Specifically, the legislation upholds the invalidated 2014 Federal Columbia River Power Systems (FCRPS) Biological Opinion until 2022. Making matters worse, it would also overturn the March 2017 court order to increase spring spill over federal dams on the lower Columbia and Snake rivers. These spills release water over dams and help migrating juvenile salmon reach the ocean quicker and safer, which is currently the most effective short-term solution to improve survival of endangered salmonid populations.
Additionally, the bad bill would eliminate any ability to study the effects of dam removal on the Snake system. This upends the months long process in the fall of 2016 that gave citizens the opportunity to submit their comments on what should be done with the dams. Over 400,000 comments were logged in that submission period that now wouldn’t see the light of day or have any impact. What was and is the public’s shot at having a seat at the table and a voice in choosing a new future would be wiped under the rug of bureaucratic overreach. Run along John and Jane Q Public, your opinion isn’t needed.
After following this fight for years, it still seems impossible to conceive the lengths to which these folks will go to undermine recovery efforts, especially at a time when evidence of the problem is so blatantly apparent. We are in the midst of a historically bad run, quite possibly the worst from a steelhead perspective. Fisheries are closing down and their managers are unable to wrap their head around the scale of the problem.
Yet many are doubling down on our historically failed approach, engaging in an all out public relations war. Efforts to overturn a number of court orders and years of scientifically backed judicial review with legislation continue. They have even approached the Trump Administration and asked them to convene the “God squad”, a cabinet-level committee with the power to sidestep the Endangered Species Act.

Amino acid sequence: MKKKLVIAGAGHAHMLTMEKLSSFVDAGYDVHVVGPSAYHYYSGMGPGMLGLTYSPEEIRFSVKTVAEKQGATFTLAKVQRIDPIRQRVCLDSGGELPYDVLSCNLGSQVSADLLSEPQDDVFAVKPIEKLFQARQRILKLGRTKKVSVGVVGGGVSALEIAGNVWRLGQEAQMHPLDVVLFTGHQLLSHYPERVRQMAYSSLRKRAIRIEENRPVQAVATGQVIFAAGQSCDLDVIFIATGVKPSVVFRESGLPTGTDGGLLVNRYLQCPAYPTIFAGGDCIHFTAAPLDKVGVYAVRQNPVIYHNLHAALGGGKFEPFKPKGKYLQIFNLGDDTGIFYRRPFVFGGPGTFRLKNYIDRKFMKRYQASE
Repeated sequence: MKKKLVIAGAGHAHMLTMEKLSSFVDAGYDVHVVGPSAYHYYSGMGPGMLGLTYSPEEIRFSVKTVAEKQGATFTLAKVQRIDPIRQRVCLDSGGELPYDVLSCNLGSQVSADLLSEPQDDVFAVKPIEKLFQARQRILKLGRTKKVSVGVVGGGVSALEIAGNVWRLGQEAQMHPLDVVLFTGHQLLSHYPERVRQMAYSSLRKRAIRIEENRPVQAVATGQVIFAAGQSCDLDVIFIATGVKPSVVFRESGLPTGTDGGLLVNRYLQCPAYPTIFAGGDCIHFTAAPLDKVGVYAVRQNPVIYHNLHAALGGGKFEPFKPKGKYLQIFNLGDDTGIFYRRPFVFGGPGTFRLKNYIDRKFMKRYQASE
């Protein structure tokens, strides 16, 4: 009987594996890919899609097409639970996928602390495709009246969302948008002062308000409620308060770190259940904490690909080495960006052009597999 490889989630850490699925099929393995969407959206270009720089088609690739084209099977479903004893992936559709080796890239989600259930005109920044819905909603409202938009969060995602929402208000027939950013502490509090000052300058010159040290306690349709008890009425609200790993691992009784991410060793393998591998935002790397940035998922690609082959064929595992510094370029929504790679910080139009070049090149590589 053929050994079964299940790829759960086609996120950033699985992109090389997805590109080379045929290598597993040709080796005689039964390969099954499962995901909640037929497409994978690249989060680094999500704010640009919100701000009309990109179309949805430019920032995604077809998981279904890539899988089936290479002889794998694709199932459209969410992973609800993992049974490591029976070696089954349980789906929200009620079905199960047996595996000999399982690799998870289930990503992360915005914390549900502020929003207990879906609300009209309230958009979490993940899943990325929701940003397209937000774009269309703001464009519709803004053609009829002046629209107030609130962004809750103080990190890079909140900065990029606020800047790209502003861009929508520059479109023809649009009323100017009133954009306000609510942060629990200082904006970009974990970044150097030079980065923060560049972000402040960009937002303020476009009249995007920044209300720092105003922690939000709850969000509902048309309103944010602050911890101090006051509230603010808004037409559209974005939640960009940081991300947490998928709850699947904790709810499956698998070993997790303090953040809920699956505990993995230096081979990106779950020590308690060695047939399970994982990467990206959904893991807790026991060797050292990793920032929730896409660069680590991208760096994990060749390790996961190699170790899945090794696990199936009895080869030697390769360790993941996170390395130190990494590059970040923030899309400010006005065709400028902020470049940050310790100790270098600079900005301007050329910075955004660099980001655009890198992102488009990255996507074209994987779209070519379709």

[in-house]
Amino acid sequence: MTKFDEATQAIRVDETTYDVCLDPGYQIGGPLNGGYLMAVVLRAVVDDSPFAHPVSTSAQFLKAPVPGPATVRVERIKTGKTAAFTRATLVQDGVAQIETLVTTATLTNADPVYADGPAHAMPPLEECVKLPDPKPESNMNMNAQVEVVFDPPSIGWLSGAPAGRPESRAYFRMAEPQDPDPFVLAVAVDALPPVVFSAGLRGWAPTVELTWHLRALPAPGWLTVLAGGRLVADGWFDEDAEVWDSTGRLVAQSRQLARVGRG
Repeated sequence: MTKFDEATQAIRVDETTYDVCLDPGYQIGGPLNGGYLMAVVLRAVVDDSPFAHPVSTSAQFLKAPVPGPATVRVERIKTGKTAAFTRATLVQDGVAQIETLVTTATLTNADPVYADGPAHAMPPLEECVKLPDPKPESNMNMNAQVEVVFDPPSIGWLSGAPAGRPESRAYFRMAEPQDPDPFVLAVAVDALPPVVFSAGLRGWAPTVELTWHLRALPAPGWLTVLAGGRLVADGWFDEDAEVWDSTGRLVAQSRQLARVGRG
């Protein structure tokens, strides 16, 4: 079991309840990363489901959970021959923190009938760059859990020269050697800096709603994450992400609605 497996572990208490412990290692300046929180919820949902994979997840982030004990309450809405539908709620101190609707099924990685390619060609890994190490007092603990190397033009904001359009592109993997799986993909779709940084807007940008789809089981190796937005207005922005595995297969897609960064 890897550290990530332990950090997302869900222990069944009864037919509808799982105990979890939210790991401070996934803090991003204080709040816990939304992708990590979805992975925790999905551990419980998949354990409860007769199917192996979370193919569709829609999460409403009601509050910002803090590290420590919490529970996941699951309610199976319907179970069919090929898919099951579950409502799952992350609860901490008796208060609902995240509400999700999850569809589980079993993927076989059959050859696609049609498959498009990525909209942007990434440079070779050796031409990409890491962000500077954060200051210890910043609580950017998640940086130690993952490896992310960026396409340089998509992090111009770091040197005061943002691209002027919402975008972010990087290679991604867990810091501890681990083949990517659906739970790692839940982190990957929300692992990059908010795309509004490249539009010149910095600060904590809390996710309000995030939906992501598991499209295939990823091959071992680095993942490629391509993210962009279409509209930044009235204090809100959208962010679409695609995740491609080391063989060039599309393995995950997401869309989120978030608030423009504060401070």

It may seem odd, but I find myself hoping that insanity plagues those that continue to fight science and reason. The alternative—that they knowingly and sadisticly push for the continuation of failed and harmful policies—seems far worse. For years, wild steelhead advocates have been trying to give their opponents the benefit of the doubt but the more they rally around efforts like H.R. 3144 and the “God squad”, the more it seems clear that these folks don’t give a fuck about steelhead and salmon recovery.
Regardless of whether it’s sadistic insanity or just pure sadism, we must remain vigilant. Our opponents are fighting tooth and nail to maintain the status quo. It’s our duty to fight even harder to forge a better, brighter future for the Snake River and its wild steelhead and salmon.
Fighting for steelhead and salmon means engaging your congressional representatives, letting them know you oppose H.R. 3144. Bill sponsor Cathy McMorris Rodgers of Washington, and co signers Schrader(OR), Newhouse (WA), and Hererra-Butler (WA) have to hear the message that this bill is as bad as it gets for salmon, steelhead and Snake River watershed recovery.
Fighting means educating yourself on steelhead and salmon recovery and supporting organizations like Save Our Wild Salmon, who for decades have been leading the fight to see a change in how the Snake is managed.
Fighting means joining the Free the Snake Flotilla Friday the 8th and Saturday the 9th at Chief Timothy Park near Clarkston, WA. This is the third incarnation of the event, a massive showing of support for those that want a new path forward.
Join the fight.
Ed Hepp replied on Permalink
For decades it's been apparent to me that dam proponents have zero interest in recovering these runs. Business would go a lot more smoothly and profitably with out them. All their supposed mitigation efforts amount to nothing more than a cost of doing business. Perhaps we are the insane ones for expecting, or maybe just hoping for, anything else, over and over again.
David replied on Permalink
Why am I learning of this convocation on the 9th, from an email I received at 3:53 pm when I have no chance of participating and showing my support for protecting the Snake?
Why so late informing me? That's irresponsible to be so late in the communication!